Rapid Evidence Review of Mobile Applications for Self-management of Diabetes
Patients with diabetes lack information on which commercially available applications (apps) improve diabetes-related outcomes. We conducted a rapid evidence review to examine features, clinical efficacy, and usability of apps for self-management of type 1 and type 2 diabetes in adults.
Ovid/Medline and the Cochrane Database of Systematic Reviews were searched for systematic reviews and technology assessments. Reference lists of relevant systematic reviews were examined for primary studies. Additional searches for primary studies were conducted online, through Ovid/Medline, Embase, CINAHL, and ClinicalTrials.gov. Studies were evaluated for eligibility based on predetermined criteria, data were extracted, study quality was assessed using a risk of bias tool, information on app features was collected, and app usability was assessed. Results are summarized qualitatively.
Fifteen articles evaluating 11 apps were identified: six apps for type 1 and five apps for type 2 diabetes. Common features of apps included setting reminders and tracking blood glucose and hemoglobin A1c (HbA1c), medication use, physical activity, and weight. Compared with controls, use of eight apps, when paired with support from a healthcare provider or study staff, improved at least one outcome, most often HbA1c. Patients did not experience improvements in quality of life, blood pressure, or weight, regardless of app used or type of diabetes. Study quality was variable. Of the eight apps available for usability testing, two were scored “acceptable,” three were “marginal,” and three were “not acceptable.”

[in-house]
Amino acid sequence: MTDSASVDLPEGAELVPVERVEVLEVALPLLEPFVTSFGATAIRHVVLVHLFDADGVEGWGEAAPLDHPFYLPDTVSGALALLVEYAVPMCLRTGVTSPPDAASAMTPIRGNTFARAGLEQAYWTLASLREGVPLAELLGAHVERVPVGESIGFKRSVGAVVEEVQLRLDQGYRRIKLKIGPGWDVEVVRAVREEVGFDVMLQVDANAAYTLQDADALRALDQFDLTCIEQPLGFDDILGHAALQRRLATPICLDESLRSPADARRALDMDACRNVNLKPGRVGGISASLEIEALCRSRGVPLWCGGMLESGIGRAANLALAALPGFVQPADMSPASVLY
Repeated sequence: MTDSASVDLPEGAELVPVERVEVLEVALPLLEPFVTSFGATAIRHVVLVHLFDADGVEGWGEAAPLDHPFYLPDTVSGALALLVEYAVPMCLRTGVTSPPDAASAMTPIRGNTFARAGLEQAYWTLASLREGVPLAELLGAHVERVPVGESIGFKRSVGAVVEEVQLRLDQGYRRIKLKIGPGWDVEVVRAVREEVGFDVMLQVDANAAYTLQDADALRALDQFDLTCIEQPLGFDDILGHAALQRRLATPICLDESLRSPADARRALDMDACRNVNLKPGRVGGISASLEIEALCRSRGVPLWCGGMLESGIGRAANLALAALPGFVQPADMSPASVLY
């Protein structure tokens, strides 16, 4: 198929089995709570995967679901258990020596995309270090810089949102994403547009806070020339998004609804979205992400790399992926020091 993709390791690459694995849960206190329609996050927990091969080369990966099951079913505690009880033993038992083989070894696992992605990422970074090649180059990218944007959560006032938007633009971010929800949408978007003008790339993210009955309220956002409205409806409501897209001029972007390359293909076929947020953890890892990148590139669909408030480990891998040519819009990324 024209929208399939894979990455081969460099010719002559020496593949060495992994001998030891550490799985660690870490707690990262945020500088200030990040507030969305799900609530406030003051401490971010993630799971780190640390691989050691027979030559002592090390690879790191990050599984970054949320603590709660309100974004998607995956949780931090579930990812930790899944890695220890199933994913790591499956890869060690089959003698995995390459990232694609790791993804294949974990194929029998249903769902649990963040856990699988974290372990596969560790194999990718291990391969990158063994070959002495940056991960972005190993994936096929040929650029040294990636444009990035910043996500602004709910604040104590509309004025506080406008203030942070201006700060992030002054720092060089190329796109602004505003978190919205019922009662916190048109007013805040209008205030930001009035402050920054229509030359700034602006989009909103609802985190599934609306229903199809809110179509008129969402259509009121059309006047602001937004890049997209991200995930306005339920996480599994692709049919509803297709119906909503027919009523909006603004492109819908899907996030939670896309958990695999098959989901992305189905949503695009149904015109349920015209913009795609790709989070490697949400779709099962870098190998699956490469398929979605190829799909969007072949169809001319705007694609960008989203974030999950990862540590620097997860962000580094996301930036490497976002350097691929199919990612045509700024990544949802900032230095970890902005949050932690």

Limited evidence suggests that use of some commercially available apps, when combined with additional support from a healthcare provider or study staff, may improve some short-term diabetes-related outcomes. The impact of these apps on longer-term outcomes is unclear. More rigorous and longer-term studies of apps are needed.
This review was funded by the Agency for Healthcare Research and Quality (AHRQ). The protocol is available at: http://www.effectivehealthcare.ahrq.gov/topics/diabetes-mobile-devices/research-protocol.
KEY WORDSdiabetes telemedicine self-management consumer health informatics decision making
The authors gratefully acknowledge the following individuals: Ian Anderson, James Case, Lily Cook, Makalapua Motu’apuaka, Ryan McKenna, Ed Reid, and Leah Williams. The authors of this manuscript are responsible for its content. Statements in the manuscript do not necessarily represent the official views of or imply endorsement by AHRQ, U.S. Department of Health of Human Services (HHS), or the National Institutes of Health. Preliminary results of this review were presented at the AcademyHealth 10th Annual Conference on the Science of Dissemination and Implementation in Health on December 4, 2017.
This project was funded under Contract Nos. HHSA29020120004C and HHSA290201700003C from the Agency for Healthcare Research and Quality (AHRQ), U.S. Department of Health and Human Services (HHS). Dr. Ivlev was supported by National Library of Medicine Biomedical Informatics Training Grant #T15LM007088.
Compliance with Ethical Standards
Conflict of Interest
The authors declare that they have no conflict of interest.
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